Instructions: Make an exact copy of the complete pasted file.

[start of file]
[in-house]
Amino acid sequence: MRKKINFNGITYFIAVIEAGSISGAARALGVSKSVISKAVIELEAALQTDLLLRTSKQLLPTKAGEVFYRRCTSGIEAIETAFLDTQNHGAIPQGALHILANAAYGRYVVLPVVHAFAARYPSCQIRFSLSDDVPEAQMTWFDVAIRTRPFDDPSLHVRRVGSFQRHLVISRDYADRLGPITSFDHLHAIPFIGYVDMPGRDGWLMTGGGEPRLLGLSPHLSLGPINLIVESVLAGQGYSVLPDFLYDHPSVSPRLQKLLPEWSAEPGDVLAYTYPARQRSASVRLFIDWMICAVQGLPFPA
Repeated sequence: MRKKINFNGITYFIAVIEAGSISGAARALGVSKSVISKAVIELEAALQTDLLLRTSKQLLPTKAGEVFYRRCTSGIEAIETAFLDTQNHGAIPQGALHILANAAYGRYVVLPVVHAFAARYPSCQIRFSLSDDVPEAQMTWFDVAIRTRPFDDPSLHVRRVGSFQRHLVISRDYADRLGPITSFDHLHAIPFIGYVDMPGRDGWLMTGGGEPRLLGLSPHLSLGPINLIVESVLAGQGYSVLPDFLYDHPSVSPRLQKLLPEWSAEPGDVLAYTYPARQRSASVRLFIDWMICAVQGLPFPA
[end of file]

[in-house]
Amino acid sequence: MRKKINFNGITYFIAVIEAGSISGAARALGVSKSVISKAVIELEAALQTDLLLRTSKQLLPTKAGEVFYRRCTSGIEAIETAFLDTQNHGAIPQGALHILANAAYGRYVVLPVVHAFAARYPSCQIRFSLSDDVPEAQMTWFDVAIRTRPFDDPSLHVRRVGSFQRHLVISRDYADRLGPITSFDHLHAIPFIGYVDMPGRDGWLMTGGGEPRLLGLSPHLSLGPINLIVESVLAGQGYSVLPDFLYDHPSVSPRLQKLLPEWSAEPGDVLAYTYPARQRSASVRLFIDWMICAVQGLPFPA
Repeated sequence: MRKKINFNGITYFIAVIEAGSISGAARALGVSKSVISKAVIELEAALQTDLLLRTSKQLLPTKAGEVFYRRCTSGIEAIETAFLDTQNHGAIPQGALHILANAAYGRYVVLPVVHAFAARYPSCQIRFSLSDDVPEAQMTWFDVAIRTRPFDDPSLHVRRVGSFQRHLVISRDYADRLGPITSFDHLHAIPFIGYVDMPGRDGWLMTGGGEPRLLGLSPHLSLGPINLIVESVLAGQGYSVLPDFLYDHPSVSPRLQKLLPEWSAEPGDVLAYTYPARQRSASVRLFIDWMICAVQGLPFPA